Foam polishing pad for guitar finishing

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Dan Erlewine shows how he uses foam pads for a finish repair.

Video Transcription

[on-screen text reads: Dan Erlewine - Stewart-MacDonald]

Dan Erlewine: A good friend of mine built this guitar. It's his first attempt at guitar making, and he did a darn good job. But the neck angle was a little bit off and he asked me to remove it and reset it. Now, I'm going to buff the new lacquer into the old using Finesse Polishing Pads and ColorTone Polishing Compounds.

How to use foam pads for finish repair

I'll often use the foam pads instead of my buffing arbor for little jobs like this, especially if I don't want to remove parts that are in the way or might be grabbed by the larger buffing wheels. I'm using two compounds, medium and fine, and two pads. You don't want to mix compounds on the foam pads. I started out with medium and now I'll switch to fine.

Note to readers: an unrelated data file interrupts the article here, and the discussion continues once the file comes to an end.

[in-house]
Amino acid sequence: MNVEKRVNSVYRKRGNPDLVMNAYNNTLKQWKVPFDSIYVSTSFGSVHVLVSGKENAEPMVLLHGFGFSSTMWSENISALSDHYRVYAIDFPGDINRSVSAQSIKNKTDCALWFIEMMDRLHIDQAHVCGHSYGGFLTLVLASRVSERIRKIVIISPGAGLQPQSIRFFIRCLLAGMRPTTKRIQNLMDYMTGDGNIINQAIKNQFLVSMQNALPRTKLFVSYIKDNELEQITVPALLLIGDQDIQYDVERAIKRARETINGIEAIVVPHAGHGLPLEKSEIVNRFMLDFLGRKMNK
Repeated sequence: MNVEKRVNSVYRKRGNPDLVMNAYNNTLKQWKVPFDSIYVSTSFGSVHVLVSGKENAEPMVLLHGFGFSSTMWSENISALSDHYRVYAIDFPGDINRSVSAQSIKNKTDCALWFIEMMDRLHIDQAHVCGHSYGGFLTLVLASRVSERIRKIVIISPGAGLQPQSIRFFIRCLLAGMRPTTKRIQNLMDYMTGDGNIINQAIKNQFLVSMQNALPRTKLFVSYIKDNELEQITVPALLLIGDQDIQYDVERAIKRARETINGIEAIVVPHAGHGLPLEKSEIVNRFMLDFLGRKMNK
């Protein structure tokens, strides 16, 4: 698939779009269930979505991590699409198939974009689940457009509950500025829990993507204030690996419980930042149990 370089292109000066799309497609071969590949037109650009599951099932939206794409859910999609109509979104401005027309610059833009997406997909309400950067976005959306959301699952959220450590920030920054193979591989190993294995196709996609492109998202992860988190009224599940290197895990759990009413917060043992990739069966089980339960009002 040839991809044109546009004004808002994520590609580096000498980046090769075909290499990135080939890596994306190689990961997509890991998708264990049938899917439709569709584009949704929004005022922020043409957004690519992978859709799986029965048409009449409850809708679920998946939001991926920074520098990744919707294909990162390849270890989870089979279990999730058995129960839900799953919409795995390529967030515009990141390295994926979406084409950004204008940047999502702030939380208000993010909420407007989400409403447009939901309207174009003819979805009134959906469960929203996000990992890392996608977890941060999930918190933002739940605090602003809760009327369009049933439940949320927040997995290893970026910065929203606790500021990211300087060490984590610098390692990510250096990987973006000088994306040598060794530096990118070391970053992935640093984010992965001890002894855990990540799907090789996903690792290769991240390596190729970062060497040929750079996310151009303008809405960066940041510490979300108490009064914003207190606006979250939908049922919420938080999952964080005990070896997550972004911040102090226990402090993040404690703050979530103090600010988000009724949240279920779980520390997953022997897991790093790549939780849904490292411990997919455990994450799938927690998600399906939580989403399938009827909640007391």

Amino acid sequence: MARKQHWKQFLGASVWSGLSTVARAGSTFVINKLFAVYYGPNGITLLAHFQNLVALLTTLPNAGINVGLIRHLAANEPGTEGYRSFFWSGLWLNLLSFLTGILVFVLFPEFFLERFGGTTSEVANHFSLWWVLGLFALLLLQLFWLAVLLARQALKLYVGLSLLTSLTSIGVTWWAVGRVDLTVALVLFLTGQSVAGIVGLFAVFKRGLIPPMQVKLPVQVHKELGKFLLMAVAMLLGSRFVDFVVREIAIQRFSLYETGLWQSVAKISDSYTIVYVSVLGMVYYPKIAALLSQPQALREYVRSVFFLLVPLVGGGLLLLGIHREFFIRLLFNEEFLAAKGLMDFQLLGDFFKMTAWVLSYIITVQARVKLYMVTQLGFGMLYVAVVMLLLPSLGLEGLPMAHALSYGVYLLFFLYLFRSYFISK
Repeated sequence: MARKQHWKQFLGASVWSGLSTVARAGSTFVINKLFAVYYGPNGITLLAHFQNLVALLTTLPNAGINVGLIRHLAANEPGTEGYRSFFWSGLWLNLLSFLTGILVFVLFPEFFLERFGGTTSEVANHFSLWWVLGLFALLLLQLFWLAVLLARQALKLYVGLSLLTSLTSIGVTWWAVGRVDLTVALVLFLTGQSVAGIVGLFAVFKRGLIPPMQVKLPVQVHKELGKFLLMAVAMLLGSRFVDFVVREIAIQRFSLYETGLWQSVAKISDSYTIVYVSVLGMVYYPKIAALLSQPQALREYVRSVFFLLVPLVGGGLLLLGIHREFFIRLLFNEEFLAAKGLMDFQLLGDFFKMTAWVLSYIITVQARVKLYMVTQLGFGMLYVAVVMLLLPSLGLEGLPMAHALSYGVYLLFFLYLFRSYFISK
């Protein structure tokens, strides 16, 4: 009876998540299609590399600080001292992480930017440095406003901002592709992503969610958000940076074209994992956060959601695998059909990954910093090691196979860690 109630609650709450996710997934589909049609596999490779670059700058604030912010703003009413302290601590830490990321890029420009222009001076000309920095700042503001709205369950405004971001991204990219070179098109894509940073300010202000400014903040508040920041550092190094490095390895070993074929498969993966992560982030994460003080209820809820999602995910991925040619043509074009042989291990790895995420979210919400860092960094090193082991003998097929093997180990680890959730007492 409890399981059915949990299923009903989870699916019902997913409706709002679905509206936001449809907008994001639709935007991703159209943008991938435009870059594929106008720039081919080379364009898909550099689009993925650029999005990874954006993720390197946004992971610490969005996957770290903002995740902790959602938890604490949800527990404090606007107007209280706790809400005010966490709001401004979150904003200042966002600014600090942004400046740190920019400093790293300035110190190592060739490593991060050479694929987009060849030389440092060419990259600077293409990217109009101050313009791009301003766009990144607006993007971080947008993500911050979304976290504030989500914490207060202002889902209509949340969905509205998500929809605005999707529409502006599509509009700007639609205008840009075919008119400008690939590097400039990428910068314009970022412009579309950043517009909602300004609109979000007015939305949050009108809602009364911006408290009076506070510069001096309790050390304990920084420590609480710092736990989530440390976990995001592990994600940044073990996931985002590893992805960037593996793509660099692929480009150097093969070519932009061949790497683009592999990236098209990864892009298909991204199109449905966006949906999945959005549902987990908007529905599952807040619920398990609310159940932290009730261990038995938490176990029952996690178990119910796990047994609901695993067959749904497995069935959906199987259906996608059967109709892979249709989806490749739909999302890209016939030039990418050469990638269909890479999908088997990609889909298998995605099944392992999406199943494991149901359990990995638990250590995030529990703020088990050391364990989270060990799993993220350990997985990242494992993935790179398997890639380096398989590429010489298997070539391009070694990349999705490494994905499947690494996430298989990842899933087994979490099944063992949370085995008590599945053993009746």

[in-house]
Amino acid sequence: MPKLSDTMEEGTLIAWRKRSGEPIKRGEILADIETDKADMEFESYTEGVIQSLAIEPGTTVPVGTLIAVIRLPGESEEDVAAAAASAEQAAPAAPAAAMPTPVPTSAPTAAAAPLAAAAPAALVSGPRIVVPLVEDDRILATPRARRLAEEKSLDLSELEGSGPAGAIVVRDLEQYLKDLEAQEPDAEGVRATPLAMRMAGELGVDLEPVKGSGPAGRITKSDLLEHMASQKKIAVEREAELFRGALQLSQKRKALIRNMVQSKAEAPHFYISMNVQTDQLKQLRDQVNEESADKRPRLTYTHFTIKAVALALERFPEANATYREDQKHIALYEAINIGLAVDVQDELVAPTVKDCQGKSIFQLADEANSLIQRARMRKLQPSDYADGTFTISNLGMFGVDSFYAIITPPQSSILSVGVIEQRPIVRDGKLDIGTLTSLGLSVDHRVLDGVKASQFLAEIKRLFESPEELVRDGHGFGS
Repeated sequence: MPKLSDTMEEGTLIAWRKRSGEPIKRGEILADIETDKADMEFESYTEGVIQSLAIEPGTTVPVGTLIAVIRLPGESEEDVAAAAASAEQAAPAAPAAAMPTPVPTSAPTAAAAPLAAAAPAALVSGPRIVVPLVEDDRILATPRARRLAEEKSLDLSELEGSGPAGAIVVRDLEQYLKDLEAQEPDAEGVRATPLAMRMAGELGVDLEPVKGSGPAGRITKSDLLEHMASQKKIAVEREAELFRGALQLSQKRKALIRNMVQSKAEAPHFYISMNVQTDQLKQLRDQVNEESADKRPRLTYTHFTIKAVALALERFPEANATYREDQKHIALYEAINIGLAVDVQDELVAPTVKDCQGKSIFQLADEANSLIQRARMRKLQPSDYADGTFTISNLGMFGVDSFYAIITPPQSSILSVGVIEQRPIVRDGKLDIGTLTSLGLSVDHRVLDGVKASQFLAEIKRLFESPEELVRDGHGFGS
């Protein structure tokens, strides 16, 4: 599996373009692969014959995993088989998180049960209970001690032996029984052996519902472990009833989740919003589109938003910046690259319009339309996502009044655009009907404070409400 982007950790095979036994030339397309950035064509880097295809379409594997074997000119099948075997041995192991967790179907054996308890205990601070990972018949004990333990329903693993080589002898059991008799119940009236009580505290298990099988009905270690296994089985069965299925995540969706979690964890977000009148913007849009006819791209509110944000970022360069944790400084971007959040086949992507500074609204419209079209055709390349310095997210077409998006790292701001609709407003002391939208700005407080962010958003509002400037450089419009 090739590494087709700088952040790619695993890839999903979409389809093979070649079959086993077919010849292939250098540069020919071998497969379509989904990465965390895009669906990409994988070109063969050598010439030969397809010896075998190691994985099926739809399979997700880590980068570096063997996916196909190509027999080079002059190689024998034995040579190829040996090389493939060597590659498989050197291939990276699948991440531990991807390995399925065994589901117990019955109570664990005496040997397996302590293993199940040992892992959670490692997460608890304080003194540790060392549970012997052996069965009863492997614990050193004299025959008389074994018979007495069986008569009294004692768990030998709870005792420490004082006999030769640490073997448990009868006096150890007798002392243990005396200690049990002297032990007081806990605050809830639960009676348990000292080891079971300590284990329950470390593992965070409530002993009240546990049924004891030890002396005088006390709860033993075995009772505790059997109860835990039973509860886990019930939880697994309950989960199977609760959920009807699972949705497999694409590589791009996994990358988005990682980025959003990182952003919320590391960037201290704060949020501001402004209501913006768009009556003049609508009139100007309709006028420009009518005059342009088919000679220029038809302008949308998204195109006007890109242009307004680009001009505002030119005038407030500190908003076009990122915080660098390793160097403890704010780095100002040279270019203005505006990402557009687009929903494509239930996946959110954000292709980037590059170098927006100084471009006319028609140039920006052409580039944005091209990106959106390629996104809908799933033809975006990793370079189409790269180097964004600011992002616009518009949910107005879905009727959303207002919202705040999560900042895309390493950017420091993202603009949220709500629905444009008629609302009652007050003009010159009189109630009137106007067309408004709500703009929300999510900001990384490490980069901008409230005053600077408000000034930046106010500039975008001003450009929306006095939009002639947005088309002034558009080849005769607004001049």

The pad gets into tight corners easily, like along the edge of the fret board on the point at the end of the fret board here. Here's the fresh pad with some swirl remover on it for that final perfect look.

A lot of times when you would spray and buff out onto a guitar, you'd unsolder the pickups and remove them. And that's another reason with this guitar, I couldn't go to a big buffer. Because the wiring is so complex, I don't think I could ever get it to work again.

You can also use these pads in a drill press. I've got a new pad here with the coarse compound on it. So Finesse polishing pads are an easy, inexpensive way to get a really good-looking buff, especially in a tight situation like this.



Dan Erlewine

Guitar Repairman and Builder

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